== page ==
The Decisive Decade: American Grand Strategy for Triumph over China

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The Decisive Decade: American Grand Strategy for Triumph over China by Jonathan D. T. Ward. Diversion Books, 2023, 304 pp.

In early 2023, General Mike Minihan of Air Mobility Command (AMC) published a provocative memo to his Airmen, warning of war with China in 2025. The memo incited not only immediate controversy, but also a sense of urgency.1 Qualifying every AMC military member on the Air Force service pistol, as suggested, wasn’t likely to defeat China. What actions, then, would be significant enough to shift the tide of conflict or stop it from breaking out altogether?

The Decisive Decade by Jonathan Ward seeks to answer this question. It analyzes the fundamental nature of competition between the United States and China and offers a framework for American victory. Ward’s background as a scholar and consultant on China and Russia is apparent in the broad-ranging threads the author calls upon to make his case. Serious scholars of the region may find the text light on historical examples and hard evidence, but it serves as a good entry point for readers new to the strategic competition space. Ultimately, it aims to persuade American and Allied business leaders to adopt a lens of Western values and national security, rather than one of pure economics.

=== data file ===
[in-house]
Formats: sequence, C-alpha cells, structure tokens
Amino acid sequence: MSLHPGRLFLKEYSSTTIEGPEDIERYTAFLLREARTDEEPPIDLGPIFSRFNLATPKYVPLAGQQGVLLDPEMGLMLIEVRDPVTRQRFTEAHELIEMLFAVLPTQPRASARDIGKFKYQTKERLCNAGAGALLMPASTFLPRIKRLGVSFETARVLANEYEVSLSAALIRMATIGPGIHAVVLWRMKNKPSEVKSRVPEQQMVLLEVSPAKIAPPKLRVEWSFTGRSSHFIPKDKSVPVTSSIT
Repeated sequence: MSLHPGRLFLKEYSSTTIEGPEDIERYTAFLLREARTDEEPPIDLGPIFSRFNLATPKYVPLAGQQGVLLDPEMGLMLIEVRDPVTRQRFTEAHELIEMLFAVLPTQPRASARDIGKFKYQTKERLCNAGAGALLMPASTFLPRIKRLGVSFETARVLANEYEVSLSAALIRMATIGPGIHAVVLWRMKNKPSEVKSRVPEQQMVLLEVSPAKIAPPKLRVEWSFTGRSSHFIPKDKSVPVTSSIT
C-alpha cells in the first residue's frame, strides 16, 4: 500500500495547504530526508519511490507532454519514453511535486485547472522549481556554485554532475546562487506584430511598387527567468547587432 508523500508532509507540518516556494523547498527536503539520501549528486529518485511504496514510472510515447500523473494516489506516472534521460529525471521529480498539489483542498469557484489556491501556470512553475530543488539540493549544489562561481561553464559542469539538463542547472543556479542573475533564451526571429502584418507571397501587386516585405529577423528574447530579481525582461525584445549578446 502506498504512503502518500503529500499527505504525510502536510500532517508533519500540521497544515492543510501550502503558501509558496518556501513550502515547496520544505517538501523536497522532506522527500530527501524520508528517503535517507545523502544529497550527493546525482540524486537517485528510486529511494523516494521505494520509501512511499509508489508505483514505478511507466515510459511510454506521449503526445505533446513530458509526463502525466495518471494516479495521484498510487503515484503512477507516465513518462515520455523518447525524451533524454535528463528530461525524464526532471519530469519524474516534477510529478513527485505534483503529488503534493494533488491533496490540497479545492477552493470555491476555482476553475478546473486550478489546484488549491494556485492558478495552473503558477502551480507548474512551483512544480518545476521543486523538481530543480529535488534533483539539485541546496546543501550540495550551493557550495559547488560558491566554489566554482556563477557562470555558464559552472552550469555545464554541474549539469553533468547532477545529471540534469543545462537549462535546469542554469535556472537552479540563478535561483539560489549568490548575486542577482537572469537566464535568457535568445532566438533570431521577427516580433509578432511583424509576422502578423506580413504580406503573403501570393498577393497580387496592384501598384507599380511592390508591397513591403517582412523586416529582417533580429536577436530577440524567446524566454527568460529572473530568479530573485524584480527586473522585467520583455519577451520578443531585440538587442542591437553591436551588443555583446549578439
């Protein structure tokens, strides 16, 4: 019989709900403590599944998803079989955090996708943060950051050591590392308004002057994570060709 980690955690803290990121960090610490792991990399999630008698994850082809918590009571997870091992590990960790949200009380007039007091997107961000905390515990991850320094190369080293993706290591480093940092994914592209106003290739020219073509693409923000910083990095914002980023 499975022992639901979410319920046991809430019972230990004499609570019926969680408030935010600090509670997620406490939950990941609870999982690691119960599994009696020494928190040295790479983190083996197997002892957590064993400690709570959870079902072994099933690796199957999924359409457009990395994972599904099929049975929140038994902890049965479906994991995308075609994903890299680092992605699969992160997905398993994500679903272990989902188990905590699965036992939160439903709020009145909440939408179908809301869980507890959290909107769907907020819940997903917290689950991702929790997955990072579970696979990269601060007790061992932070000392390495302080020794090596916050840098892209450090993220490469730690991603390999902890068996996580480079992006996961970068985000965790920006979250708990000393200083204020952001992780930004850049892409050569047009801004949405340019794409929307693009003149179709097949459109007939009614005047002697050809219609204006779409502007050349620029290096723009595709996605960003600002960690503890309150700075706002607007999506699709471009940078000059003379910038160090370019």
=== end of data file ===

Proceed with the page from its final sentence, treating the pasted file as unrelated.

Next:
The Decisive Decade imparts three takeaways: first, that the 2020s is the determinative decade in the US-China competition and the United States must force a “Great Divergence” between the two nations and their worldviews; second, that economic power is the key to victory and private industry currently holds that key; and third, that America must understand its adversary in order to defeat it, and out of this comprehension must come a new grand strategy (252). Ward analyzes each of these arguments through the four arenas of state power: economic, diplomatic, military, and information—or as he deems it, the arena of ideas.

Nearly half the book dissects economic power, arguing for the economic containment of China and renewed focus on American and Allied growth. This section proves the most compelling. China’s economy is projected to double America’s by 2030, underpinned by a “global grand strategy of the Chinese Communist Party CCP” contingent on economic supremacy (8–9). The past several decades of industrial and logistical offshoring have left key Western companies, including Apple and Caterpillar, overexposed. Meanwhile, the People’s Republic of China (PRC) has consolidated control over crucial segments of the semiconductor supply chain, creating US economic and defense vulnerabilities.